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Allergen immunotherapy now and in the future

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Subcutaneous (SCIT) and sublingual (SLIT) immunotherapy provide effective treatment for allergic rhinitis and allergic asthma with clinical improvement following an adequate course of therapy persisting in most patients for years after treatment is discontinued. However, both require prolonged courses of therapy and many or most patients either do not begin or stop long before they have completed the prescribed course of treatment.


Based on review of the recent medical literature, the current status of SCIT and SLIT was reviewed as well as new approaches to allergy immunotherapy (AIT) that have promise to overcome the safety and inconvenience concerns of both the current approaches.


New approaches to AIT include application of extracts to the skin with patches, injection into inguinal lymph nodes, alterations in the allergen molecules by chemical treatment or recombinant technology to make them less reactive with specific IgE, shifting the immune response by stimulation of toll-like receptors or suppression of Th2 responses, and finally by adjuvants such as probiotics and vitamin D.


Current forms of immunotherapy require years of treatment. New approaches, although differing markedly in their approach to AIT, all offer marked reduction in the required period of treatment. Hopefully, some of these new approaches will prove safe and effective and obtain approval for general use. If approved, they should make AIT more widely utilized to the benefit of the allergic population.
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Keywords: Allergy immunotherapy; adjuvant; allergoids; epicutaneous; intralymphatic; recombinant; subcutaneous; sublingual; toll-like receptors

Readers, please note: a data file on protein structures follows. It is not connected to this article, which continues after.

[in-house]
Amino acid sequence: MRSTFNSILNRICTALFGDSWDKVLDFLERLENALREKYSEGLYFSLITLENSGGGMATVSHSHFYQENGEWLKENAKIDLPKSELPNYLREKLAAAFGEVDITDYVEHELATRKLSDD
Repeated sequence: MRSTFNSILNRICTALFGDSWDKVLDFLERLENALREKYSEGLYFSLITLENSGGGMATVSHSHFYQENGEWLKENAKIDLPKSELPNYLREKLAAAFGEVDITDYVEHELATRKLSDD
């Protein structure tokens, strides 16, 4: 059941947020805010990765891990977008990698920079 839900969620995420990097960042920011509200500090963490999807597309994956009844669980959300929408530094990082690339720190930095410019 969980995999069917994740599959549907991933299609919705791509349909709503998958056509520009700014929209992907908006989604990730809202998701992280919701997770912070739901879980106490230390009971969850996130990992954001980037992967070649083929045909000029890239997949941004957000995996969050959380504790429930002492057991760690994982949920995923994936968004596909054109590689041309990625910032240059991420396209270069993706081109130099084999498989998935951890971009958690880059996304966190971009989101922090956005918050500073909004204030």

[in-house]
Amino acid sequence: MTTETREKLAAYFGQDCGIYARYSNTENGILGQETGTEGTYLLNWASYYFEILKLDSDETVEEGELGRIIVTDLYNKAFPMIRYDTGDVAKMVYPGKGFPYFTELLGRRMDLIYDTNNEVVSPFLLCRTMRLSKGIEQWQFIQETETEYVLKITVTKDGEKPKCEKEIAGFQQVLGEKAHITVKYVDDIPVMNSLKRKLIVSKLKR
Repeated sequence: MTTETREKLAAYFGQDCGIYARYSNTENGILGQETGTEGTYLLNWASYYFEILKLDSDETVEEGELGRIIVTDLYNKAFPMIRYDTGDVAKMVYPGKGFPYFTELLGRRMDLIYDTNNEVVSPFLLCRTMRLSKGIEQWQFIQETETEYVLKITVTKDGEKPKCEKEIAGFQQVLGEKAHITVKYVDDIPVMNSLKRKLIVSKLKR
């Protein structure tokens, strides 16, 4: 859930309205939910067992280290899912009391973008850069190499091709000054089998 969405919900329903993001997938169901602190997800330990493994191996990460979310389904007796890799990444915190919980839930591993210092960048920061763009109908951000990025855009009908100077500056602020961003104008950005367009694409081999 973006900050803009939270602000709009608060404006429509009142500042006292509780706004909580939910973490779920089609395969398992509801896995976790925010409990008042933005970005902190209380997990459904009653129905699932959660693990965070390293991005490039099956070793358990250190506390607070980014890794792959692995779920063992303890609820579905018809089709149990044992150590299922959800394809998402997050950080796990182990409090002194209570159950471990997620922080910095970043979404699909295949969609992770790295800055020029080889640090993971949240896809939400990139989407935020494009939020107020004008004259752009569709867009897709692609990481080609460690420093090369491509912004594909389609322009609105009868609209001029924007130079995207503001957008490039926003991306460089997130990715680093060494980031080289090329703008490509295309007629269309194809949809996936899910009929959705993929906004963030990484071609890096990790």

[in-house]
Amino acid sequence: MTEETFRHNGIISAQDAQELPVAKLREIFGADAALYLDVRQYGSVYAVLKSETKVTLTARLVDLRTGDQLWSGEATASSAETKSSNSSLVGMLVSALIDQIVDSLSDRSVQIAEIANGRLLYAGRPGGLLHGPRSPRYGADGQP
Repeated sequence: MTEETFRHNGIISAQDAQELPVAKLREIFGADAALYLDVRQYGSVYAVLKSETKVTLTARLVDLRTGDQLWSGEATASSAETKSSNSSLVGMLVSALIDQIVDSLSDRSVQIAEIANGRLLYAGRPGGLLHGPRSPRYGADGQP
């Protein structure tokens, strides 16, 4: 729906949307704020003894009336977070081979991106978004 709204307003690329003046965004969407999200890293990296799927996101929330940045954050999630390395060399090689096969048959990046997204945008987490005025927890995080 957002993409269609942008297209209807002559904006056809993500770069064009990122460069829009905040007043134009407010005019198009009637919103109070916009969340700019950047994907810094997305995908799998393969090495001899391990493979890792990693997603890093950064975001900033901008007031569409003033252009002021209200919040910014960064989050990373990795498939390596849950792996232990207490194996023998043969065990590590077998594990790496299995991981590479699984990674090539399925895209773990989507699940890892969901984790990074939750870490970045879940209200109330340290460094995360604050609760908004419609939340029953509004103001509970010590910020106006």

Document Type: Research Article

Affiliations: Department of Medicine, Allergy/Immunology Division, National Jewish Health, Denver, Colorado

Publication date: July 1, 2016

More about this publication?
  • Allergy and Asthma Proceedings is a peer reviewed publication dedicated to distributing timely scientific research regarding advancements in the knowledge and practice of allergy, asthma and immunology. Its primary readership consists of allergists and pulmonologists.

    The goal of the Proceedings is to publish articles with a predominantly clinical focus which directly impact quality of care for patients with allergic disease and asthma and by having the potential to directly impact the quality of patient care. AAP welcomes the submission of original works including peer-reviewed original research and clinical trial results. Additionally, as the official journal of the Eastern Allergy Conference (EAC), AAP will publish content from EAC poster sessions as well as review articles derived from EAC lectures.

    Featured topics include asthma, rhinitis, sinusitis, food allergies, allergic skin diseases, diagnostic techniques, allergens, and treatment modalities. Published material includes peer-reviewed original research, clinical trials and review articles.

    Articles marked "F" offer free full text for personal noncommercial use only.

    The journal is indexed in Thomson Reuters Web of Science and Science Citation Index Expanded, plus the National Library of Medicine's PubMed service.
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